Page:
Figure 4. Ornithorhynchus skull with colors added using DGS methods. Note the large opening in the dorsal view of the rostrum, as in Eretmorhipis.

Figure 4. Ornithorhynchus skull with colors added using DGS methods. Note the large opening in the dorsal view of the rostrum, as in Eretmorhipis, by convergence.

It’s also worth noting
that the YAGM specimen has a cleithrum and a ventrally broad clavicle along with an interclavicle and other traits found in mesosaurs, but lacking in hupehsuchids.

Figure 1. The holotype specimen of Eretmorhipis carrolldongi WGSC V26020 compared to the figure drawn form Cheng et al. 2019.

Figure 5. The holotype specimen of Eretmorhipis carrolldongi WGSC V26020 compared to scale to the figure drawn form Cheng et al. 2019 for specimen YAGM V 1401. Cheng et al. created a chimaera when they added the WGSC specimen hands and feet to the new YAGM specimen without first nesting them together in a cladogram. These two specimens do not nest together in the LRT despite the massive convergence. Don’t try to eyeball taxa. Let the software take the bias out of it.

A word to workers: Don’t try to ‘eyeball’ taxa.
Let the phylogenetic software take the bias out of making a taxonomic determination. We’ve seen professional workers make this mistake before by combining diphyletic turtles, whales, seals, and by miss-nesting Vancleavea, Lagerpeton, Chilesaurus, Daemonosaurus by taxon exclusion. Let’s not forget those who keep insisting that pterosaurs are archosaurs (virtually all traditional workers), again by omitting pertinent taxa.

Figure 1. Mesosaurus origins recovered by the LRT. The fossil record appears to be topsy turvy here with the basal taxa appearing 30 million years later. Fossils are rare and discovery is rarer. Things like this sometimes happen.

Figure 6. Mesosaurus origins recovered by the LRT. The fossil record appears to be topsy turvy here with the basal taxa appearing 30 million years later. Fossils are rare and discovery is rarer. Things like this sometimes happen. The YAGM specimen is large, like Mesosaurus, but later (at 250 mya) than Thadeosaurus.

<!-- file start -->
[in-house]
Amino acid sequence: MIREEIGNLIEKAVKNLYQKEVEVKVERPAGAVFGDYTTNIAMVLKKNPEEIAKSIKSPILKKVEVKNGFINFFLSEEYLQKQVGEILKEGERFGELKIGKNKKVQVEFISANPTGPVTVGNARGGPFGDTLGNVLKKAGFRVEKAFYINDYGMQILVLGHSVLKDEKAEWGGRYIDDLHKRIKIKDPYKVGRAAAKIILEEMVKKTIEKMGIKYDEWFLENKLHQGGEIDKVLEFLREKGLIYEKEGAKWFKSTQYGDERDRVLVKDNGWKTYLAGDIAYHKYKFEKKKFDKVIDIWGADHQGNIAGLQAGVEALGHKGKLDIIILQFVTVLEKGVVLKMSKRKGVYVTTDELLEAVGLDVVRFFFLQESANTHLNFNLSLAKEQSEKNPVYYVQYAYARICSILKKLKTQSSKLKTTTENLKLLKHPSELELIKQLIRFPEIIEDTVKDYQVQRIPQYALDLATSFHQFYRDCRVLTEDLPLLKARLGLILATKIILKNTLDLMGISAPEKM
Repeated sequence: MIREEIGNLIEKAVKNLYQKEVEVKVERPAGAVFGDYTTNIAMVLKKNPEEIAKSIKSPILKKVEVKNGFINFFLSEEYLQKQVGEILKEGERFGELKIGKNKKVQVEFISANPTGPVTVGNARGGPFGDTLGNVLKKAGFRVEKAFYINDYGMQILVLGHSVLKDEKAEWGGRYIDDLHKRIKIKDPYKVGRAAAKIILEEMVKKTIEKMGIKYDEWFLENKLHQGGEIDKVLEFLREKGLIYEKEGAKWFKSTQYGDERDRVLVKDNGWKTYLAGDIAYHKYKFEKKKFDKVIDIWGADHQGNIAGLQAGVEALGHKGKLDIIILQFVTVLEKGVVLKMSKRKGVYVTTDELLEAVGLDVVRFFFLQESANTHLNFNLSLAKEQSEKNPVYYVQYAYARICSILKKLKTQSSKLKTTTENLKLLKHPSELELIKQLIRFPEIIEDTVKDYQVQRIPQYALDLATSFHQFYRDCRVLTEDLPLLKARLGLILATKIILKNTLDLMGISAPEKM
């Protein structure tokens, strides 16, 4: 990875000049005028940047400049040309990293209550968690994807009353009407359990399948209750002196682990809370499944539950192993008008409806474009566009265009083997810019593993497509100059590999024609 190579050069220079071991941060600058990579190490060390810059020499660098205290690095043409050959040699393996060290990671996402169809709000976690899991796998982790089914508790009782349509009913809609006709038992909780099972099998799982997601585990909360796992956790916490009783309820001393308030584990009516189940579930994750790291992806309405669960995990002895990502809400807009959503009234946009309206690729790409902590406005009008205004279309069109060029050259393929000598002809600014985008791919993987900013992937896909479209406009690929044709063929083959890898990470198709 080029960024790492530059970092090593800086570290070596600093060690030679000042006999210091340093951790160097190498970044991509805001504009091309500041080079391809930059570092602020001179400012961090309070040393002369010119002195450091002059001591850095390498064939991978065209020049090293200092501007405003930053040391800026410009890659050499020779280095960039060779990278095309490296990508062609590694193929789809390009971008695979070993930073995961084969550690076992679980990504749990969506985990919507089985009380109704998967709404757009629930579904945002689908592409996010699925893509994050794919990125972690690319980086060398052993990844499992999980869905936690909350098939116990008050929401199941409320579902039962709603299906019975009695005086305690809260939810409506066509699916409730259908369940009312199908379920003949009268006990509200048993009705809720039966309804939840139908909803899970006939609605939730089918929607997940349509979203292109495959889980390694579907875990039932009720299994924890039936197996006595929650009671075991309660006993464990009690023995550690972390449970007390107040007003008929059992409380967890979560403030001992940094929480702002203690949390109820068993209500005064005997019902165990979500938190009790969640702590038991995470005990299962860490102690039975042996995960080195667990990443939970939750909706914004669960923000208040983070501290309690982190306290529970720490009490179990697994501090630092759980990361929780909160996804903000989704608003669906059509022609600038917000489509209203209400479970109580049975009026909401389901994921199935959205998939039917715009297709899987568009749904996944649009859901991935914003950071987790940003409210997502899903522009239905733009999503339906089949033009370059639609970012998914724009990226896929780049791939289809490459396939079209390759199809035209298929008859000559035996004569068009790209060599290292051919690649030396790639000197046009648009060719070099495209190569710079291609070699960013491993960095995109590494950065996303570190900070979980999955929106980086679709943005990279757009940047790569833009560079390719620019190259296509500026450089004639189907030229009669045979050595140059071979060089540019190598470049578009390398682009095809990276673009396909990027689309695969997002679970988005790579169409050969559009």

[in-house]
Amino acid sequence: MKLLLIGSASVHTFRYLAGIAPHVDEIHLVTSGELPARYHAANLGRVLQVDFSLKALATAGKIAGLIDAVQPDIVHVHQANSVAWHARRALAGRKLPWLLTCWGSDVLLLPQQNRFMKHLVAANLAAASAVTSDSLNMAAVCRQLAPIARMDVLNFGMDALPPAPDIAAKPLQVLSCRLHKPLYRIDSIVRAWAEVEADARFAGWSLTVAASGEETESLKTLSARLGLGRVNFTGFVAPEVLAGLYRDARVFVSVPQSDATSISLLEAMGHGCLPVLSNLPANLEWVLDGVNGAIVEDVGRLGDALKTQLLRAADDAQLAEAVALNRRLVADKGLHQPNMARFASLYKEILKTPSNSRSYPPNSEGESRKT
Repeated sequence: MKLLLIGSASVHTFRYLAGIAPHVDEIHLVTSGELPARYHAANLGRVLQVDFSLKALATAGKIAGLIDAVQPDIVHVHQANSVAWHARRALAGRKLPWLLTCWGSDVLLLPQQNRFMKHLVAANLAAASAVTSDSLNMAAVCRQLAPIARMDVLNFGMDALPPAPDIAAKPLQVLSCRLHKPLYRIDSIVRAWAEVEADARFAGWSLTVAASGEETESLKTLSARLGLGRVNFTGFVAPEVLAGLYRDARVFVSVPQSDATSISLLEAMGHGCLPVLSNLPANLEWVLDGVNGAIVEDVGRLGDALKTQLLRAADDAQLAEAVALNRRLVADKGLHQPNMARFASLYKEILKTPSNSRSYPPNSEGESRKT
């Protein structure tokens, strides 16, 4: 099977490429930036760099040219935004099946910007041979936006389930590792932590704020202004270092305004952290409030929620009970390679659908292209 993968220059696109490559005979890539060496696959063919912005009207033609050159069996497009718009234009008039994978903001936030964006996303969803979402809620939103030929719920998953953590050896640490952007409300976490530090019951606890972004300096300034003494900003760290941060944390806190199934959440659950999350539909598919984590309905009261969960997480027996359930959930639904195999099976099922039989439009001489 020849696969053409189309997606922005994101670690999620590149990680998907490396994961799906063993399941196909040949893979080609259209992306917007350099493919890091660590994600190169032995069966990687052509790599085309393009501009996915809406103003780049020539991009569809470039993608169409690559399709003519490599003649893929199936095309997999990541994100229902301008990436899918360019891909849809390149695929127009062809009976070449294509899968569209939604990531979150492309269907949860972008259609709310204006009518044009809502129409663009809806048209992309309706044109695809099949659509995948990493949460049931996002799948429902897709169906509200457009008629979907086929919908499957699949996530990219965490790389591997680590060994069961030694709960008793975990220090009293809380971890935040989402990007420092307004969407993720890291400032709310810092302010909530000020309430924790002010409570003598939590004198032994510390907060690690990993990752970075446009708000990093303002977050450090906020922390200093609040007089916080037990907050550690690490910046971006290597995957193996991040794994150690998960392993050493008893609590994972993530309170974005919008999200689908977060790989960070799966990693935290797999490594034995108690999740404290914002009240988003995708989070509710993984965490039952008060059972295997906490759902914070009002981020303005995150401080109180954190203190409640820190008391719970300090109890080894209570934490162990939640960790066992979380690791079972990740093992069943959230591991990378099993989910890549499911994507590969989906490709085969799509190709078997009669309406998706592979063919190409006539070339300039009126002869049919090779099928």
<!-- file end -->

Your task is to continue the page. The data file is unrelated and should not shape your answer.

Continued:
References
Chen X-H, Motani R, Cheng L, Jiang D-Y and Rieppel O 2015. A new specimen of Carroll’s mystery hupehsuchian from the Lower Triassic of China. PLoS One 10, e0126024, https://doi.org/10.1371/journal.pone.0126024 (2015).
Cheng L, Motani R, Jiang D-Y, Yan C-B, Tintori A and Rieppel O 2019. Early Triassic marine reptile representing the oldest record of unusually small eyes in reptiles indicating non-visual prey detection. Nature Scientific Reports Published online January 24, 2019.

 

Was Mesosaurus fully aquatic?

A new paper by Demarco, Meneghel, Laurin and Piñeiro 2018
asks, Was Mesosaurus (Fig. 1) a fully aquatic reptile? The authors report, “Mesosaurs are widely thought to represent the earliest fully aquatic amniotes,” but conclude, “more mature individuals might hypothetically have spent time on land. In this study, we have found that the variation of the vertebral centrum length along the axial skeleton of Mesosaurus tenuidens fits better with a semi-aquatic morphometric pattern, as shown by comparisons with other extinct and extant taxa.”

Figure 1. Mesosaurus origins recovered by the LRT. The fossil record appears to be topsy turvy here with the basal taxa appearing 30 million years later. Fossils are rare and discovery is rarer. Things like this sometimes happen.

Figure 1. Mesosaurus origins recovered by the LRT. The fossil record appears to be topsy turvy here with the basal taxa appearing 30 million years later. Fossils are rare and discovery is rarer. Things like this sometimes happen. None of these taxa appear to be fully aquatic, but related thalatttosaurs and ichthyosaurs definitely were.

The authors report methods
“We measured the centrum length for each available vertebra in the mesosaur skeletons. All measurements were taken on digital images.” They also looked at Claudiosaurus and Thadeosaurus (Fig. 1), but did not conduct a phylogenetic analysis that included these and other closest sisters to Mesosaurus in the large reptile tree (LRT, 1263 taxa). For comparison, the authors looked at the unrelated vertebral profiles of Cotylorhynchus, Casea, Varanus and Varanops

All of the ancestors to Mesosaurus in the LRT